01 March 2018

Homily on St. Mark’s Passion, Part II

We adore You, O Christ, and we bless You for by the wood of the holy cross You have redeemed the world.

Jesus, as John reminds us, knows what is in man. He knows how far our intentions carry us. How quickly our resolve dissolves in the acid of our fears. He knows how hard we find it to turn from our creature comforts to spiritual work; the nap always entices more than prayers because though the spirit is willing (at least sometimes), the flesh is weak (always). He knows how misguided we can be and how easily we misunderstand His ways, and how tempted we are to resort to violence and force when we feel backed into a corner.

So if you look at the Passion story we heard today with attention to the followers of Jesus what you find failure. Big time failure. Peter boasting that he’d die with Him, but then running away with the rest. Peter and James and John, his dearest earthly friends, unable to prop their eyelids open as the full weight of what He was preparing to do began to press on Him with all its terror and He just didn’t want to be alone, but alone they left Him; and He knew how much they needed prayer to get through what was about to happen, yet they kept falling asleep. Judas leading those who would arrest him and then betraying with that kiss, Peter striking out with the sword (oh, Mark is kind and skims over who it was but John spills the beans). And the mysterious neaniskos, the young man, who follows only wrapped in linen and yet also runs away at the end.

Yes the Passion mirrors our lives. We state our intentions. We make our vows. We intend to do better this time. We get the importance of the spiritual warfare now. We are ready. And yet fall we do. Once and again. With Peter and all the others, with Judas, with the nameless young man running away naked, possibly St. Mark. The Passion shows us our nakedness; it strips us of our fig leaves. We recognize the story that happened once in Judea under Pontius Pilate as a story that has not come to an end. The failures that it shows us in the 12 and the naked man are our failures. At least they are mine, and I assume they are yours. If it hangs on our hold on Jesus, we are toast. Just toast.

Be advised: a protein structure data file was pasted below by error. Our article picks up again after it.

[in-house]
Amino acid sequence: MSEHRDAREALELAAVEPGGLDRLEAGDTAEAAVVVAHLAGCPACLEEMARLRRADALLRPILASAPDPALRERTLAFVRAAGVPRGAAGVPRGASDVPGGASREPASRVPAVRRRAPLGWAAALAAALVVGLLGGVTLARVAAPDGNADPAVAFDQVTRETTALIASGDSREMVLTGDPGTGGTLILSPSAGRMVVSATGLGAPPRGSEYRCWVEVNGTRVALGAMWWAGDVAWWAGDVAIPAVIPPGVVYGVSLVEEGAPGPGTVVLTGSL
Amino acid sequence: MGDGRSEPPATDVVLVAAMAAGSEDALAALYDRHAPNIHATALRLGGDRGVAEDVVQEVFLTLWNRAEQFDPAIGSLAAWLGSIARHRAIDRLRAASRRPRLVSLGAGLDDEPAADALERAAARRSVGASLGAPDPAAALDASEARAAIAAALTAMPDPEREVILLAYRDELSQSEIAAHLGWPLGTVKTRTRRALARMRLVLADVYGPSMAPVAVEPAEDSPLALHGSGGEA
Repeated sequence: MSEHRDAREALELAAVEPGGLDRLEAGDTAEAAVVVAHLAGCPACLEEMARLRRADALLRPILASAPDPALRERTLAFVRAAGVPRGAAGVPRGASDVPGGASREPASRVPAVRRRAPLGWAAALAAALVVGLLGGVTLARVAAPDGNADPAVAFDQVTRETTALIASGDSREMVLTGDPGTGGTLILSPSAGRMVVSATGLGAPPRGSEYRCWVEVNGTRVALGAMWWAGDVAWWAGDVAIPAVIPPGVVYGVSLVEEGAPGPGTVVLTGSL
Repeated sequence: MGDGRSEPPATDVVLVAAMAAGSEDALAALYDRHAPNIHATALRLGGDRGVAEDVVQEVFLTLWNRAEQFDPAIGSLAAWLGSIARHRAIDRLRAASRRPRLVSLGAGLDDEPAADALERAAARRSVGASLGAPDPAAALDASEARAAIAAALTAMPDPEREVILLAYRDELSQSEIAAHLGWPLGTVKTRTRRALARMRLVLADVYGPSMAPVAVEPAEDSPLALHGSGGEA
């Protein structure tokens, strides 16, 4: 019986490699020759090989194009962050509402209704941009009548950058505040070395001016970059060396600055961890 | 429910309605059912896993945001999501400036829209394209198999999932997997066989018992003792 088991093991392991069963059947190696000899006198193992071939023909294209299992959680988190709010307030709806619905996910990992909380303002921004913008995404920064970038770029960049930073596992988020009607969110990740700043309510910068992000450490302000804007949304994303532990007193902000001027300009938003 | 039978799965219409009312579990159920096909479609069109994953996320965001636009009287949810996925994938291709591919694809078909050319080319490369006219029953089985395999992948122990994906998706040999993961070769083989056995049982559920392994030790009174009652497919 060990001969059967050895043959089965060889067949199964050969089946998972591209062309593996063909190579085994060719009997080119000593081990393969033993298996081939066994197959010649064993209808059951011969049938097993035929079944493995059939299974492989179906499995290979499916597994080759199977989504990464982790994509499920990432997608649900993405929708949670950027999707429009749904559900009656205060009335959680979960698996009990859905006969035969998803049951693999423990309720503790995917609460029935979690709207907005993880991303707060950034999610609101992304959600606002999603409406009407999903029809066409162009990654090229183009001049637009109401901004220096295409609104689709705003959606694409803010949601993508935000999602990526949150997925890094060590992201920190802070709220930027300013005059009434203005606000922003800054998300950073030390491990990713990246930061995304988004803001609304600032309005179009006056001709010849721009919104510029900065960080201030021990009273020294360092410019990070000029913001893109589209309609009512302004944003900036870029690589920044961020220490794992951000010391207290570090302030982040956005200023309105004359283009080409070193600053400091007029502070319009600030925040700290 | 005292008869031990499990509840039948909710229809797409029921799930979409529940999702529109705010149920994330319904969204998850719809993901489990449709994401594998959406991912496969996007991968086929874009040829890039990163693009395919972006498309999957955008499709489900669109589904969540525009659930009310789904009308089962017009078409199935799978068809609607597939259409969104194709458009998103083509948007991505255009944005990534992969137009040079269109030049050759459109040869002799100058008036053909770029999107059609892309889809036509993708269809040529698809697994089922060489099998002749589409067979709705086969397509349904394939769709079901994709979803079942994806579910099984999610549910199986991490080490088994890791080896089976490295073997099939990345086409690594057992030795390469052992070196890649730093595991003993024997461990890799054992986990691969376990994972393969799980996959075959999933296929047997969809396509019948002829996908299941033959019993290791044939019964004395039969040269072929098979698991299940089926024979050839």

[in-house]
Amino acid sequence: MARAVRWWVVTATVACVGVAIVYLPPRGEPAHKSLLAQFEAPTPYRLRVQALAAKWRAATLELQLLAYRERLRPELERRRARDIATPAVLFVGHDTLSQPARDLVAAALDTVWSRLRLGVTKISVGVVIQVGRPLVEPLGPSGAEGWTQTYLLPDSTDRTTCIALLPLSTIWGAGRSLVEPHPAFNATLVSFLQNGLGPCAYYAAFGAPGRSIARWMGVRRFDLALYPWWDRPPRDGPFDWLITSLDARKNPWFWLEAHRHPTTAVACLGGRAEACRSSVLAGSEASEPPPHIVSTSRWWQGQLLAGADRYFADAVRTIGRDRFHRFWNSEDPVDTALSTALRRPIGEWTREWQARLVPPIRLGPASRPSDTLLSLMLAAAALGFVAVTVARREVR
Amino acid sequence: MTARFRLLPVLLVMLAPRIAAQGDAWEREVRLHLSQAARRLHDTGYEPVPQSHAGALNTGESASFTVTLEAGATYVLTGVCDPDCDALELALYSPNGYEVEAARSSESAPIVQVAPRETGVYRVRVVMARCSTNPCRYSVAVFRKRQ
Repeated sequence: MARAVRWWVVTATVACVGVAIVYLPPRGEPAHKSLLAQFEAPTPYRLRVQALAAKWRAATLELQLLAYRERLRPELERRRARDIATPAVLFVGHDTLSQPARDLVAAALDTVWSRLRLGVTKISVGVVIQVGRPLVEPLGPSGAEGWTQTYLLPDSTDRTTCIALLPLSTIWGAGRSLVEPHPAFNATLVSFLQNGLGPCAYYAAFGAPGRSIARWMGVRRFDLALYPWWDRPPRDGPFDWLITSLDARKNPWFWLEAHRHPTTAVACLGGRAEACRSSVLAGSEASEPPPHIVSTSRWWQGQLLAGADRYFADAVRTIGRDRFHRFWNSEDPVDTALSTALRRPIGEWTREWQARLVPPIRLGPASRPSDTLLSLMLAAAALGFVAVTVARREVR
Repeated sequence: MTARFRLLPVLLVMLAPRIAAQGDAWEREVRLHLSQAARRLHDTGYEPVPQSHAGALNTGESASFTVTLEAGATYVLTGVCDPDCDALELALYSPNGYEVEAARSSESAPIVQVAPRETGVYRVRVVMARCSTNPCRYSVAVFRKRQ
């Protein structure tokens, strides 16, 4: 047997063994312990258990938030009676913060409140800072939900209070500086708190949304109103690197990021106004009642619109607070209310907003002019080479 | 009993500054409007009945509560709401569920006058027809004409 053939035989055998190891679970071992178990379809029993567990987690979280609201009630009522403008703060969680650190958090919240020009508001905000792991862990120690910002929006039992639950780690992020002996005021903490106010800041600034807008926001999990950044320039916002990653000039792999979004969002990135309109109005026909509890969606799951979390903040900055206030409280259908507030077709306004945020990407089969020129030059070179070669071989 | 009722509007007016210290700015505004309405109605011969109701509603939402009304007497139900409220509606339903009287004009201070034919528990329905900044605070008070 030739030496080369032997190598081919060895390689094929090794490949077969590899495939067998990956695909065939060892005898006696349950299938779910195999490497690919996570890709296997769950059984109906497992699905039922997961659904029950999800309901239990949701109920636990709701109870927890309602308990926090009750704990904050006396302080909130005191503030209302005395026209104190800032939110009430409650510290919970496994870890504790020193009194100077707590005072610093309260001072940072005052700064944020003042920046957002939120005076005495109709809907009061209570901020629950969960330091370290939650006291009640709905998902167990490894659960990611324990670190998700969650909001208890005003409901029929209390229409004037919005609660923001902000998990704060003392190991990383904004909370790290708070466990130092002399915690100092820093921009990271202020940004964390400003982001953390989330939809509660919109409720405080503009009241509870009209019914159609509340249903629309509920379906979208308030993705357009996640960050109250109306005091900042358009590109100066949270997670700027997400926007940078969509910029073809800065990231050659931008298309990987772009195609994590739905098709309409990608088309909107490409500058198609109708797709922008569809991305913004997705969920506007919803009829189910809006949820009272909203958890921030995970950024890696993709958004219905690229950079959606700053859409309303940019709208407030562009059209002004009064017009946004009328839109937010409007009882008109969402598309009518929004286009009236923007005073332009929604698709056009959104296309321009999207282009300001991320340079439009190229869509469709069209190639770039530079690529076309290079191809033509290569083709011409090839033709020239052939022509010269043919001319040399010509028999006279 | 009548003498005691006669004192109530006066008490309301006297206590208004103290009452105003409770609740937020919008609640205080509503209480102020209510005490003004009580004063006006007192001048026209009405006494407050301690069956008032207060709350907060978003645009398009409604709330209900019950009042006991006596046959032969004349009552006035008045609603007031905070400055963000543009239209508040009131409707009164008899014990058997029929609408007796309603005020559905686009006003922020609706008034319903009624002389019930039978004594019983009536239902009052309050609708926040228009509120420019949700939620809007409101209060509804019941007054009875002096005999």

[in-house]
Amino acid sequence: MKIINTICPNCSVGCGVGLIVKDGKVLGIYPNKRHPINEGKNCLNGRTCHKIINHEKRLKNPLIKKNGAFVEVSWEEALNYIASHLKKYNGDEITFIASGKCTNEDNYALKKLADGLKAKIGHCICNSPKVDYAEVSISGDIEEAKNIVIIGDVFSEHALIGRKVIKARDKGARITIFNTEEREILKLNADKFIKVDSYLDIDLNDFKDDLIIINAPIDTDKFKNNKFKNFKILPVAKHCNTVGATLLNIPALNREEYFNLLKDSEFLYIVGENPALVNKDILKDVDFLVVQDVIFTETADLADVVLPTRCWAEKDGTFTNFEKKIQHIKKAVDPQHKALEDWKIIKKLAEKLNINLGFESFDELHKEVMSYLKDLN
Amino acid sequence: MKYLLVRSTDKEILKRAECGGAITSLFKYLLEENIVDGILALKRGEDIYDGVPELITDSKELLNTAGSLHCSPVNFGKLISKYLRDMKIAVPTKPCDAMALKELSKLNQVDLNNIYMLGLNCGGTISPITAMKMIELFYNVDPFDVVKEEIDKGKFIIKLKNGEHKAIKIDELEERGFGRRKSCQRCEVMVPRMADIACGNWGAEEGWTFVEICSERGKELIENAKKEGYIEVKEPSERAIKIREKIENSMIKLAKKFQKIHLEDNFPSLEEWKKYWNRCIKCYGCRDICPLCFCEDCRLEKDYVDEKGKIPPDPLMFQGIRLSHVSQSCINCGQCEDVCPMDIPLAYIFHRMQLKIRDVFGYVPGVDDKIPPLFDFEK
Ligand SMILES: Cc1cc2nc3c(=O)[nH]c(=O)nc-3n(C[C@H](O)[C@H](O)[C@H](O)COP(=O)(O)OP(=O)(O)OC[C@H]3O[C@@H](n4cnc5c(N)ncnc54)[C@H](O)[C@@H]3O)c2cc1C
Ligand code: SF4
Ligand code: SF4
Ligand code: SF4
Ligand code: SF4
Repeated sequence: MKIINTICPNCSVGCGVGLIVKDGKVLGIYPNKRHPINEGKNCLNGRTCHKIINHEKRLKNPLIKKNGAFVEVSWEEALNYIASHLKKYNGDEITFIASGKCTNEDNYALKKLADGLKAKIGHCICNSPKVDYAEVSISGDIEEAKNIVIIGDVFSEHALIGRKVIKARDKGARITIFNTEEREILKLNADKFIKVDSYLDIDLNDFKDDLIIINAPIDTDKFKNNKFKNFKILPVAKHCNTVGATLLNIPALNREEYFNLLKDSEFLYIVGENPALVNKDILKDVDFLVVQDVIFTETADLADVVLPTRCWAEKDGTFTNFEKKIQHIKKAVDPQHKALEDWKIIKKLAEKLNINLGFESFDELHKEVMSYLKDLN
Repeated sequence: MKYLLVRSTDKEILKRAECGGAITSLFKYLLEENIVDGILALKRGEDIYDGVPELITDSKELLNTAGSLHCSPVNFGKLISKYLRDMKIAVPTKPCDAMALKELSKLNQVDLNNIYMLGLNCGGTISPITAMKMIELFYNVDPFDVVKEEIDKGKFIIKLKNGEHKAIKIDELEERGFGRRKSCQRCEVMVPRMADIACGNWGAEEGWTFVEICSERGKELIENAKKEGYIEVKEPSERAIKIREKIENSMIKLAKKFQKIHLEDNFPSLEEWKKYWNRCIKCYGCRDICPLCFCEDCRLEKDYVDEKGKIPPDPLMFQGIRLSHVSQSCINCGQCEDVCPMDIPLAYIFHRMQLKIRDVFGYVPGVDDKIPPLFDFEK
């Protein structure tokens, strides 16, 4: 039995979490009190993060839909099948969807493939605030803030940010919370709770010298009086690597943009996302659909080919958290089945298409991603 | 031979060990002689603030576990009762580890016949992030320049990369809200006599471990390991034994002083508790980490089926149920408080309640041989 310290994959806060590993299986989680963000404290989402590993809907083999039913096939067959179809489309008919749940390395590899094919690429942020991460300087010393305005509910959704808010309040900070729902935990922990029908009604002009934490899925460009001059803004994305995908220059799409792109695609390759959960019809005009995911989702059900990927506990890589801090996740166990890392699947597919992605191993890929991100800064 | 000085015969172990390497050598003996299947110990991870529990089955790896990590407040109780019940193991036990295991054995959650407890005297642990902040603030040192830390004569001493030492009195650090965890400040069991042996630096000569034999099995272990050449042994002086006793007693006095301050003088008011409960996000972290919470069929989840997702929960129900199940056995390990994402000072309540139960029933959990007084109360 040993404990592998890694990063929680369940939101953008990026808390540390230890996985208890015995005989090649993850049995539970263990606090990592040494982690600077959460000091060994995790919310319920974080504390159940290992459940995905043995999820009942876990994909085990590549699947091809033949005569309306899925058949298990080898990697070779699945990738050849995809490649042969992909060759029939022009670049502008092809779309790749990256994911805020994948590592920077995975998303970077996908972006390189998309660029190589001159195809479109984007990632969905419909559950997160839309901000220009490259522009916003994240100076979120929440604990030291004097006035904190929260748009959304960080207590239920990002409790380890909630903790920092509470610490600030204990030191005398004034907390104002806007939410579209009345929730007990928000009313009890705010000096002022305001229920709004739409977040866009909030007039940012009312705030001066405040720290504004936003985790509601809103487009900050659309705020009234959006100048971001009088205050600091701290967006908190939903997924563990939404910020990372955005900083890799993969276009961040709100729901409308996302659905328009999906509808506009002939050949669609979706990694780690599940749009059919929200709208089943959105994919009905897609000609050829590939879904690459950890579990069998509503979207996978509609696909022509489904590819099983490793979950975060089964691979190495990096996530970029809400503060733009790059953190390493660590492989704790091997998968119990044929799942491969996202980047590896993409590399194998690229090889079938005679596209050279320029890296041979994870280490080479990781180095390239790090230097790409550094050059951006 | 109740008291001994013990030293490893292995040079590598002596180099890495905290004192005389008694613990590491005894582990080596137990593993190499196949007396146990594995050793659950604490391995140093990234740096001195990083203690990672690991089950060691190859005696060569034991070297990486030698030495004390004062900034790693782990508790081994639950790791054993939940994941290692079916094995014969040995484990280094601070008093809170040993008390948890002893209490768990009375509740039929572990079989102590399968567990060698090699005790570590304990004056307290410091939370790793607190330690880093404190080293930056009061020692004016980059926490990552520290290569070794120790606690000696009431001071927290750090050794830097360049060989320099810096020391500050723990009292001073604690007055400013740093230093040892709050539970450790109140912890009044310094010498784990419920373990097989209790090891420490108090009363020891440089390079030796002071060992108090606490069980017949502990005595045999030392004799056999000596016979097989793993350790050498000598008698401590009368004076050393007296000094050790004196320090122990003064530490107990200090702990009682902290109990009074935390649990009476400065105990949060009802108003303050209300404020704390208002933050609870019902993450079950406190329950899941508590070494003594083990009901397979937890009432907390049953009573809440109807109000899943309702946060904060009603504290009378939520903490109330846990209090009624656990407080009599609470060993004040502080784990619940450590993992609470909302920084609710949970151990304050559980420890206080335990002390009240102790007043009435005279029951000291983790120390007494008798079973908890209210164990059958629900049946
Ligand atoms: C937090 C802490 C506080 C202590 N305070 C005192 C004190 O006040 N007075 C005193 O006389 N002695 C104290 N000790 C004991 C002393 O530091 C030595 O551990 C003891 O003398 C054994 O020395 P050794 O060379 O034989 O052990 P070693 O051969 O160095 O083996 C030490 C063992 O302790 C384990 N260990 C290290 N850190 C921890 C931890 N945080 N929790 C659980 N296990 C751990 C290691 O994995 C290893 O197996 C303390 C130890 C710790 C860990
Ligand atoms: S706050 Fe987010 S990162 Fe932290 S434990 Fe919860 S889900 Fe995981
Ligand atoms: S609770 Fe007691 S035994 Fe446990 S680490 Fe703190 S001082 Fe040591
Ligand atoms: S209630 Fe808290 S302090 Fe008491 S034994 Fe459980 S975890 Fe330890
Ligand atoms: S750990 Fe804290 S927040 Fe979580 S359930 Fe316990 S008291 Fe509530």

And we could wallow in that for the whole of chapel, but how pointless that would be. Let us instead turn our attention to what it does hang on. Not OUR faithlessness, but HIS faithfulness. He goes into His passion singing. Images of Jehoshaphat sending the army out with the choir in front. He goes to His passion with a song on His lips. There is a sacrifice to be offered in thanksgiving, after all, but He has no illusions.

He knows what awaits Him, and He receives it as from the hand of His Father. He misquotes the verse from Zechariah to make it plain how He understands it: not some disembodied sword, but a sword in His Father’s hand striking the shepherd. And as He ponders it in prayer, he is sorrowful even to death. This cup. He knows what is in it. He is afraid of it as you and I ought be and yet never are. He knows. And He trembles to sip from it. He asks, He begs, for another way. But His trust in His Father does not fail. “Yet, not what I will but what you will.” And His Father’s will is for Him to drink it. This cup of wrath. Down to the dregs. Every last bitter drop finished as He swallows it down in His Passion. He suffers Himself to be betrayed; He will not allow His friends to defend Him and so they run away themselves. He will do this that the Scripture might be fulfilled. He will go all the way as a willing sacrifice. A Lamb who goes uncomplaining forth, trusting that His Father’s will is right and just and good and holy. And so the Lamb becomes our very salvation.

And He does all of this for those who will fail Him, not just those who have done so, but who will do so. And fail again and again. He does it for those who will go on getting it backwards and wrong and slipping into worldly thinking. He does it for Peter with his sword and Judas with his money bag, and for the nameless one who ran away naked. He does it for love for them all, for love of you and love of me as we find ourselves mirrored in their fear and their sin.

Your sin cannot destroy His love. Let me say that again. Your sin cannot destroy His love. He knows your sin better than you ever will, because He took it into Himself. And just as He knew Peter’s future sin so He knows yours. And your sin – past, present or future – cannot destroy His love. It is exactly reverse. His love destroys your sin. That’s what the cross IS. And that is why you can have the courage of a Peter to come back to the Crucified and Risen One again. And again. And again. And to be restored. You can come back because His Cross really was for sinners, for love of sinners. Like Peter and like you and like me. A love that no sin can ever destroy. And so we fall down before Him and cry: We adore You, O Christ, and we bless You for by the wood of the holy cross You have redeemed the world! Amen.

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